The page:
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The Spectator
founded 2004 by ron cruger
A place for intelligent writers
A place for intelligent readers
 by Laramie Boyd
Black Women Matter
Your comments about this column are welcome ~ e-mail Laramie at
ecrboyd@aol.com
2018 Spectator Ron - The Spectator All Rights Reserved
C
     Now, I'm not one who expects perfection when it comes to the art of writing. I've written over 200 articles for The Spectator, and I'll wager that a close inspection of these would reveal at least one of typographical errors on either spelling, punctuation, factual content, or errors due to ignorance or typing skills. Hopefully very few of the latter two. I have seen headlines misspelled in newspapers. But every once in a while I run across articles in the media that I believe need to be commented on, if for no other reason than clarity of what the writer is trying to get across. It just might be an important statement. This assumes of course that the media report of the situation is accurate, which nowadays is a "giant leap of faith", but the record in this case seems to be an accurate account of the situation. Not that the accusation in the article at hand is true, but it is accurate in so far as it is what the accuser said.
     One Azealia Banks, a reputed rapper and singer, is trying to get donations totaling $100,000, through a GO FUND ME organization, so she can sue actor Russell Crowe for " choking her, calling her a n....., and spitting on her." (Am I not allowed to use a direct quotation, for fear of stomping on another person's right not to be called a word they object to, however true? And be sued, or lose my job, or.....) Miss banks claims "This isn't about a big pay day for me, it's about letting the world know that black women are victims to the same sort of disgusting violence men in Hollywood deal out to women and it's important to send a message that black women also deserve justice and will get justice in these situations. If I were a white singer he wouldn't have even thought about laying a finger on me."
     There's a whole lot of this kind of activity being reported by the media nowadays. And I'll bet, even without any sworn testimony, much of it is true, and should be dealt with firmly and with due process of the law without delay. I might even go so far as to suspect that the behavior described by Miss Banks, or a variation of it, is rampant not just in Hollywood, and not just towards women, but most other workplaces also.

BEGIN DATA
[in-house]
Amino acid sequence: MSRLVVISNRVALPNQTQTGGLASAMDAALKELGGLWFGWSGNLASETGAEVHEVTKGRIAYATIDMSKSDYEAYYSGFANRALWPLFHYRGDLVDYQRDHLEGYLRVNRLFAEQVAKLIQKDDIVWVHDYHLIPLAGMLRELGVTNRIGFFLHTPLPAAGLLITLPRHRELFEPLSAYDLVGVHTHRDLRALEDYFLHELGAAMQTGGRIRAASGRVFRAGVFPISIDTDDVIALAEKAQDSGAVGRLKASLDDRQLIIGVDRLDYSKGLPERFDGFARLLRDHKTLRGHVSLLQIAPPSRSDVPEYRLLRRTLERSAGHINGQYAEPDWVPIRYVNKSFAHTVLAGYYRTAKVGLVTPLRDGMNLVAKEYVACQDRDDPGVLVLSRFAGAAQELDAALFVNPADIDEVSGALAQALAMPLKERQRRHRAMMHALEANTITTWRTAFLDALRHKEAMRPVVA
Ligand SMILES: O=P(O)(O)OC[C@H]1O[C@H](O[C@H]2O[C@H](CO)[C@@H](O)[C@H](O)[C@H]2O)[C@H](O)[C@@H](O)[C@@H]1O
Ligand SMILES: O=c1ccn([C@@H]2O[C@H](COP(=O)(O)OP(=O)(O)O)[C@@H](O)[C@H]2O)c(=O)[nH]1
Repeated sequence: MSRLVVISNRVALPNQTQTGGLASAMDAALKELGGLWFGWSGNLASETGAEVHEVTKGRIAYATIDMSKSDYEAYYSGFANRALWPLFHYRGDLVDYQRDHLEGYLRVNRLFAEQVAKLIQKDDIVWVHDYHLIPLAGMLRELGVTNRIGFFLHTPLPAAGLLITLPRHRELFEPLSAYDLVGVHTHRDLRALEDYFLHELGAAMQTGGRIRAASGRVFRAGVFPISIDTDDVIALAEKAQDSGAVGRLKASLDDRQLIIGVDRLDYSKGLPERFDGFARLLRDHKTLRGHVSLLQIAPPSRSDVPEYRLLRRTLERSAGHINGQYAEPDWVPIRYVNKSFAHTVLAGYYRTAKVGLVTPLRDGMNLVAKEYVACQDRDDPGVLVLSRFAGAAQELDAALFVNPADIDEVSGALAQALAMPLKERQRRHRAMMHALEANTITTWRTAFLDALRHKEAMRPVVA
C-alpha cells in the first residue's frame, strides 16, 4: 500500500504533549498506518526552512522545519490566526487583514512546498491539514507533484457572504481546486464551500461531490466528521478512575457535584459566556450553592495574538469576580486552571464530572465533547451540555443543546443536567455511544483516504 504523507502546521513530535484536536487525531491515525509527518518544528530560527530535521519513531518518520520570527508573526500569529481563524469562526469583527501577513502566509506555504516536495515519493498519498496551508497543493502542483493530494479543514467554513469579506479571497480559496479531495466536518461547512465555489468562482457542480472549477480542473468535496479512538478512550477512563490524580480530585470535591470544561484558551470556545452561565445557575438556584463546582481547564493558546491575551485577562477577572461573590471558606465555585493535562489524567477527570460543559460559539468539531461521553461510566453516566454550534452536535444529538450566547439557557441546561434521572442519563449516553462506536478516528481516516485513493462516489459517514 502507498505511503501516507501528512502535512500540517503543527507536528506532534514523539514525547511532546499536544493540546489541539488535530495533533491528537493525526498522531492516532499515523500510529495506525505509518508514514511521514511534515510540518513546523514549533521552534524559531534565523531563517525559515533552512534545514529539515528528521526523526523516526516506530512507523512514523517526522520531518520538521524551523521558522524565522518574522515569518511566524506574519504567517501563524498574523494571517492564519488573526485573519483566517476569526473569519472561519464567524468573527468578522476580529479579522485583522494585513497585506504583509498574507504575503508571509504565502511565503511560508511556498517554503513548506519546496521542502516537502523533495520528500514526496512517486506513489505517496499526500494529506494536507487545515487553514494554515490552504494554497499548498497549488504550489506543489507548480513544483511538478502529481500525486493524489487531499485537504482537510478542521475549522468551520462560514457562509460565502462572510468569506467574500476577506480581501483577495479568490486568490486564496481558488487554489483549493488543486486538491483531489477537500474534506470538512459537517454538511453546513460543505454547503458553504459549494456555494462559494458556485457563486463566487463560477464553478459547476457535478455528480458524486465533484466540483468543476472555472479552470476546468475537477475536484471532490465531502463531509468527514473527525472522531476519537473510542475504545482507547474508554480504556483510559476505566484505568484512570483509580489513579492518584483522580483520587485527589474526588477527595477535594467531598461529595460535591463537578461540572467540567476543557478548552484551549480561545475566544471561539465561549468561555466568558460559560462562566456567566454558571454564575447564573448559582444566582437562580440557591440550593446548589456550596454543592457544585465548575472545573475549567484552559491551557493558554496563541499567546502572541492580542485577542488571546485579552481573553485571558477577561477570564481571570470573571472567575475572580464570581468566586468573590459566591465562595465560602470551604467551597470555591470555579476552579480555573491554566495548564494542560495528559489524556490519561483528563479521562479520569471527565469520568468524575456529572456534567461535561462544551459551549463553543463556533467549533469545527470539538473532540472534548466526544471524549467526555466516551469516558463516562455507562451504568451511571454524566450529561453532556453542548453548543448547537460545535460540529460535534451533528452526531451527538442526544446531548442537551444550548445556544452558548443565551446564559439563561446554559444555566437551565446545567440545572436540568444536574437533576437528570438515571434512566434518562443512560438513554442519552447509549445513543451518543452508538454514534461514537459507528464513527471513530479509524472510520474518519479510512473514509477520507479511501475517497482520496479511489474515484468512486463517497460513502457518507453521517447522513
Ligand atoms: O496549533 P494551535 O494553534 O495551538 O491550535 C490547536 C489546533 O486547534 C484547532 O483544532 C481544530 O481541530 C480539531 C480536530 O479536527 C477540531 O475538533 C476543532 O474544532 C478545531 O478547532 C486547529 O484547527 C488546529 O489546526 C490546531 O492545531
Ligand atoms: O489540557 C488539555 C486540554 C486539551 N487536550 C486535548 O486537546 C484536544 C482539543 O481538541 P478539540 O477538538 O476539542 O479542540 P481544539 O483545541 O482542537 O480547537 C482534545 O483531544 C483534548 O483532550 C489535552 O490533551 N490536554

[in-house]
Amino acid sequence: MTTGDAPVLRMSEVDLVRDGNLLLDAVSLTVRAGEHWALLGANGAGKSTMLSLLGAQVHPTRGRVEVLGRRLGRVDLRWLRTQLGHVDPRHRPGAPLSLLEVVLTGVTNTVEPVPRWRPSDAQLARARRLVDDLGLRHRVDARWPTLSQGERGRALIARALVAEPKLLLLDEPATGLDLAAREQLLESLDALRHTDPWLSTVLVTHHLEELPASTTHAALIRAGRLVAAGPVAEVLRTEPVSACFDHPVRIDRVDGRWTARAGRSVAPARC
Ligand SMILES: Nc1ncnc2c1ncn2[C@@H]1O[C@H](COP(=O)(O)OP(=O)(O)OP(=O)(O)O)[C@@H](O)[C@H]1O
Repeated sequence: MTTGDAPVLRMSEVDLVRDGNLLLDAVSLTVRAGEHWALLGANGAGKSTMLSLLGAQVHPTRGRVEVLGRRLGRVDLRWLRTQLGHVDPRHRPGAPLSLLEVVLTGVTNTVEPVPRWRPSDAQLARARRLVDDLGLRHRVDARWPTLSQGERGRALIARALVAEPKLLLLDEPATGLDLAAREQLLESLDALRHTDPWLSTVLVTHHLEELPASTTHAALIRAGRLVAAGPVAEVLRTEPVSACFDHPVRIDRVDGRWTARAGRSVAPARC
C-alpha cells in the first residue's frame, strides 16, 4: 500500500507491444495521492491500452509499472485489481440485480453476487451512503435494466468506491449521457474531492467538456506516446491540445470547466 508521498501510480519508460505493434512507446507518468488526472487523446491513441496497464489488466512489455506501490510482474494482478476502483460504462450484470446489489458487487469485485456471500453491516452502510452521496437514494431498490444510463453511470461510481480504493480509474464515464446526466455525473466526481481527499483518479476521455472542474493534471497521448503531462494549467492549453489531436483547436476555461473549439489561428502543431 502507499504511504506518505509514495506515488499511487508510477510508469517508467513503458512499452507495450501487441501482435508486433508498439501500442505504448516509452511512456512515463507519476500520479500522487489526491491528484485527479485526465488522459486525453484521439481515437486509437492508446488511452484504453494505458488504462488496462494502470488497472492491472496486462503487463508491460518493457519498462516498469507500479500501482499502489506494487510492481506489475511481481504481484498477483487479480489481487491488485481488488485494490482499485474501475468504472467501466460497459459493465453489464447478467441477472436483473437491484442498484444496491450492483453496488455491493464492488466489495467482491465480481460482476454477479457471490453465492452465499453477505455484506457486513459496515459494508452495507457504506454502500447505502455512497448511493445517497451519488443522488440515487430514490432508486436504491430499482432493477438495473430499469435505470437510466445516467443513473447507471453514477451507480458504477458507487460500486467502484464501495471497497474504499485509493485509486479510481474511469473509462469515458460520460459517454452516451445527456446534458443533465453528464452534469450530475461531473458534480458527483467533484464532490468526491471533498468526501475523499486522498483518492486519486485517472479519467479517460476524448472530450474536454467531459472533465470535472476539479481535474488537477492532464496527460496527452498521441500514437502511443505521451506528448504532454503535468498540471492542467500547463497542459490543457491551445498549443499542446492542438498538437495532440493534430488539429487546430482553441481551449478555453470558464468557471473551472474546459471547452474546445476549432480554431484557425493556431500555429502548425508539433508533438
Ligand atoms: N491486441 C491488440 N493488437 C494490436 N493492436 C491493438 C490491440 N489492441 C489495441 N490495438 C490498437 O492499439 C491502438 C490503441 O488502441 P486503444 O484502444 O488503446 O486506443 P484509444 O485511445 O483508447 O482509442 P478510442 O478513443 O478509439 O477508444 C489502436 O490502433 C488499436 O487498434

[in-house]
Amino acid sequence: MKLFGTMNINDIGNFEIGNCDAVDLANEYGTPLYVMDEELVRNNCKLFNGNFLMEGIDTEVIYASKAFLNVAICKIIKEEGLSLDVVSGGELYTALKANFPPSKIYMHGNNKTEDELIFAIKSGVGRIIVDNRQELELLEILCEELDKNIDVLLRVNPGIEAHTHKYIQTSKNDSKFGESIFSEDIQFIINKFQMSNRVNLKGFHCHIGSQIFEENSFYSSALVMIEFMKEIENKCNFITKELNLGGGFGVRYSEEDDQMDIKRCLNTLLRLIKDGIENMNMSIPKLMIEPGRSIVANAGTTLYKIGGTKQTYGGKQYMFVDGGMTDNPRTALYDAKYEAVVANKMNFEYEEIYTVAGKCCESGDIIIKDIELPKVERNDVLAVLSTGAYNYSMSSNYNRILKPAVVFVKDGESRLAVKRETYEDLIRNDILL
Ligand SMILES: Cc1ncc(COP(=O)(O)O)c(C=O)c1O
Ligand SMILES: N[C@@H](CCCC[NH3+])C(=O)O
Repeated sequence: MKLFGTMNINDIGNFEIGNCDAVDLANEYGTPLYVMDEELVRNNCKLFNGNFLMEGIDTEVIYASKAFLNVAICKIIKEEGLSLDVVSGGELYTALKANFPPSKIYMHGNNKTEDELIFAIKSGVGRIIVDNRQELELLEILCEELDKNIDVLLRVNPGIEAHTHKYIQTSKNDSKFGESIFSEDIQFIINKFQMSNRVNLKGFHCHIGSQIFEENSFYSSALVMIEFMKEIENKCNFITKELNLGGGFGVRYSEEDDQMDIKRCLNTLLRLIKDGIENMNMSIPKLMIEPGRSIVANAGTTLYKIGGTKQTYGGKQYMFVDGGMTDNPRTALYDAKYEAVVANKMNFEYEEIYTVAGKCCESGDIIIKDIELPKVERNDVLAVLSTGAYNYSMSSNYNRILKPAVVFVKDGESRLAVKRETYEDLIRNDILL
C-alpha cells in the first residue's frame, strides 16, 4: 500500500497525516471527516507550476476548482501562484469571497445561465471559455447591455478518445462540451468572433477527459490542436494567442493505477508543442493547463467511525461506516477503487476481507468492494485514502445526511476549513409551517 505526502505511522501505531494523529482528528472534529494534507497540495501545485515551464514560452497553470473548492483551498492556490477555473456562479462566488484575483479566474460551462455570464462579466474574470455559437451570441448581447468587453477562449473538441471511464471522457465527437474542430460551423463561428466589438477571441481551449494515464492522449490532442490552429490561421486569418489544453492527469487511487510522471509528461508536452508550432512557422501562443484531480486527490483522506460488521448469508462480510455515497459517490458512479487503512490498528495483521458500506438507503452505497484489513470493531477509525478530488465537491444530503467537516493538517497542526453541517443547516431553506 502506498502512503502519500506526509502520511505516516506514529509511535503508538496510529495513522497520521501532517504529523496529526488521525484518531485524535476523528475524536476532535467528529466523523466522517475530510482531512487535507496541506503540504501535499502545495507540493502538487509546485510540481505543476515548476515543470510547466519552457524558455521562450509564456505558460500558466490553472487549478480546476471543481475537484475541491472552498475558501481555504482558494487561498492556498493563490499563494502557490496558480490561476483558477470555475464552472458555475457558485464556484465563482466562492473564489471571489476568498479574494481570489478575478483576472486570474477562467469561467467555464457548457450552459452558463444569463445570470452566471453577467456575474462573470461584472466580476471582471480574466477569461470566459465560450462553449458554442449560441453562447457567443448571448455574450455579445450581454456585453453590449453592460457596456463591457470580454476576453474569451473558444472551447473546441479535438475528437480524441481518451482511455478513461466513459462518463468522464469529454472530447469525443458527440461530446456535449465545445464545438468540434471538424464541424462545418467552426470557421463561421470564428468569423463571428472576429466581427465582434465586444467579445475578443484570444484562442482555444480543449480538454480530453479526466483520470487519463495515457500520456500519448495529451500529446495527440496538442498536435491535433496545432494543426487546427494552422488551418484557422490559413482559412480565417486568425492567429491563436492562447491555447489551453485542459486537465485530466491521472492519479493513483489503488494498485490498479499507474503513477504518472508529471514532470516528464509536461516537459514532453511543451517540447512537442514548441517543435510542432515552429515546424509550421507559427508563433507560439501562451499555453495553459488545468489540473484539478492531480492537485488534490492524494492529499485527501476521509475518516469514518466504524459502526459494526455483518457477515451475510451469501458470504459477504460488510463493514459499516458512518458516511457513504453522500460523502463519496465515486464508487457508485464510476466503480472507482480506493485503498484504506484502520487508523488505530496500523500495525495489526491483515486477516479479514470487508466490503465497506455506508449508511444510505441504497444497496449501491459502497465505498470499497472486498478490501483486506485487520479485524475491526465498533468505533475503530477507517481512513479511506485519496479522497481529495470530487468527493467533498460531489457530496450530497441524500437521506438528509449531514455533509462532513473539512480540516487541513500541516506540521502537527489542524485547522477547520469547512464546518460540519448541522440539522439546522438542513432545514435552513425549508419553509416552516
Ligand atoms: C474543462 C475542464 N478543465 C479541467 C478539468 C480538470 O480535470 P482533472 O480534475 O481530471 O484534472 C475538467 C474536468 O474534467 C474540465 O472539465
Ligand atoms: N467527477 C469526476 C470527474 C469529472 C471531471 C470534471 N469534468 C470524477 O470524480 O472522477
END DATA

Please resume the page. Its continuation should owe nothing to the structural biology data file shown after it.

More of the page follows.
Let's look at Miss Banks' accusation a little closer, as it's possible there are typographical errors in the report, or explanations accidentally omitted, or just plain inaccuracies, or just an attempt to get mean revenge via a cash settlement. It's sometimes hard to tell which might be the case. Such as: It's not perfectly clear in Miss Banks' grievance wording, whether in her comparing her alleged treatment by Russell Crowe with the "disgusting violence" women receive, whether she means white, black, or all women. I have a gut feeling that she is restricting her complaint to white women, but it's hard to tell. As an actor in an old Paul Newman movie, Hud, revealed, "What we have here is a lack of communication."
     Also, when Miss Banks points out "the same sort of disgusting violence Hollywood men deal out to women", and then states "If I were a white singer he wouldn't have even thought about laying a finger on me", why would Mr. Crowe not "lay a finger" on her if she was a white singer, since, in Hollywood, men abuse women, according to Miss Banks, and women, I'm sure, means white women? There's some confusion here. Her goal should be, assuming her version of the abuse is factual, to see that Russell Crowe answers for any crime of abuse. That is the best way to reduce sexual abuse, whether against white, black, or any color women. Or any person.
     Now, those of you, liberal or conservative, that are putting a totally unintended slant on the foregoing, beware. I believe "black lives matter", but no more or less than any other life matters. Not as a slogan but as a way of life. The violators of this concept should be held accountable and should be punished. Clearly. sexual abuse is not just a racial problem, Wouldn't it be a great day when the playing of the so-called "race card" was unnecessary in the social dealings of mixed races, particularly in sexual abuse and violence cases. That alone would make America Great Again. Maybe playing a "violence/abuse" card against violators would be more to the point. It isn't just a white vs. black problem, Miss Banks. If you think it is you are a large part of the problem. Recall that "Freedom and justice for all" is not defined only by placard carrying demonstrators.